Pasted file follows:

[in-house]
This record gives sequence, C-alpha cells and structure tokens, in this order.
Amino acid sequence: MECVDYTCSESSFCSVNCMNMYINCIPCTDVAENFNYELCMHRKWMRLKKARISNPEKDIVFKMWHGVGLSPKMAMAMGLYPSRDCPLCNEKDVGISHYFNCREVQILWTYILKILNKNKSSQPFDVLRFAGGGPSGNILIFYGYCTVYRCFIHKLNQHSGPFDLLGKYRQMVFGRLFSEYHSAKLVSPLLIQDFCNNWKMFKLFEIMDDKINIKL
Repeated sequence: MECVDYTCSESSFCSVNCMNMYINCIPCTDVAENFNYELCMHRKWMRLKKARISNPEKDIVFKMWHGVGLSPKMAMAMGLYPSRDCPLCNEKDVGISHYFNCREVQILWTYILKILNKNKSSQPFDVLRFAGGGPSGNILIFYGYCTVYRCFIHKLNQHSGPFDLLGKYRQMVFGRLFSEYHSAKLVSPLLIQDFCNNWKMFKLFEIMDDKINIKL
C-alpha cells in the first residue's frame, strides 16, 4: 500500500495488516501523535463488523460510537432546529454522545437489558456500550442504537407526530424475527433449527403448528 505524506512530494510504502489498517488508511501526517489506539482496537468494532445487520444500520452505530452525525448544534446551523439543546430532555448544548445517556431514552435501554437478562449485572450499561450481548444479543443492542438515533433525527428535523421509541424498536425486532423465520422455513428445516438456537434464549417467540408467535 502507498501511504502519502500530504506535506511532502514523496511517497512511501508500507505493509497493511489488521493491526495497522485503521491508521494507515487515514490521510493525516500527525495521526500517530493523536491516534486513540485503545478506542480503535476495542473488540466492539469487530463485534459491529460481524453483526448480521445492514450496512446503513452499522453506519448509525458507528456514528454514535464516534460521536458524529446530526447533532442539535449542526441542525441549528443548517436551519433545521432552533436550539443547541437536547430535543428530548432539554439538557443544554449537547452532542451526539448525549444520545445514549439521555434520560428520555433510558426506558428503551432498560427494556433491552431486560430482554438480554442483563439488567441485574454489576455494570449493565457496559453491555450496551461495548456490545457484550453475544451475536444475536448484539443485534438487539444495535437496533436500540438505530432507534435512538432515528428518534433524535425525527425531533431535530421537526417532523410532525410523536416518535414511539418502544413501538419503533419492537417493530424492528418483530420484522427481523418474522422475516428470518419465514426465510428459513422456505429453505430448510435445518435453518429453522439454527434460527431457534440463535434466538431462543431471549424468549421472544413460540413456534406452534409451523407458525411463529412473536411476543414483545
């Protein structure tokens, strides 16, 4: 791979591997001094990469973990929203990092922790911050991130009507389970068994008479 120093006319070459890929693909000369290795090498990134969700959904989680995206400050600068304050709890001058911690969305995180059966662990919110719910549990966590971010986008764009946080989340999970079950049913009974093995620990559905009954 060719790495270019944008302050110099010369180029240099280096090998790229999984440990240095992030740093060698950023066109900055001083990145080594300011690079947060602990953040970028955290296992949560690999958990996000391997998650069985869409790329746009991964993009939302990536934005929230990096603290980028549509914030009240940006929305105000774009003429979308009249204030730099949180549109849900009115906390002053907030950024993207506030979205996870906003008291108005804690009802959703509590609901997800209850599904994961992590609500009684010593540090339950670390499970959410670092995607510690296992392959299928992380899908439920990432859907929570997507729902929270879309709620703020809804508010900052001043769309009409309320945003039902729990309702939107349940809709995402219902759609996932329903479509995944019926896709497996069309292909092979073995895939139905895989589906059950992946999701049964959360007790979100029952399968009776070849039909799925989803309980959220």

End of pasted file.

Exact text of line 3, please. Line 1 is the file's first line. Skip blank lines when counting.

Amino acid sequence: MECVDYTCSESSFCSVNCMNMYINCIPCTDVAENFNYELCMHRKWMRLKKARISNPEKDIVFKMWHGVGLSPKMAMAMGLYPSRDCPLCNEKDVGISHYFNCREVQILWTYILKILNKNKSSQPFDVLRFAGGGPSGNILIFYGYCTVYRCFIHKLNQHSGPFDLLGKYRQMVFGRLFSEYHSAKLVSPLLIQDFCNNWKMFKLFEIMDDKINIKL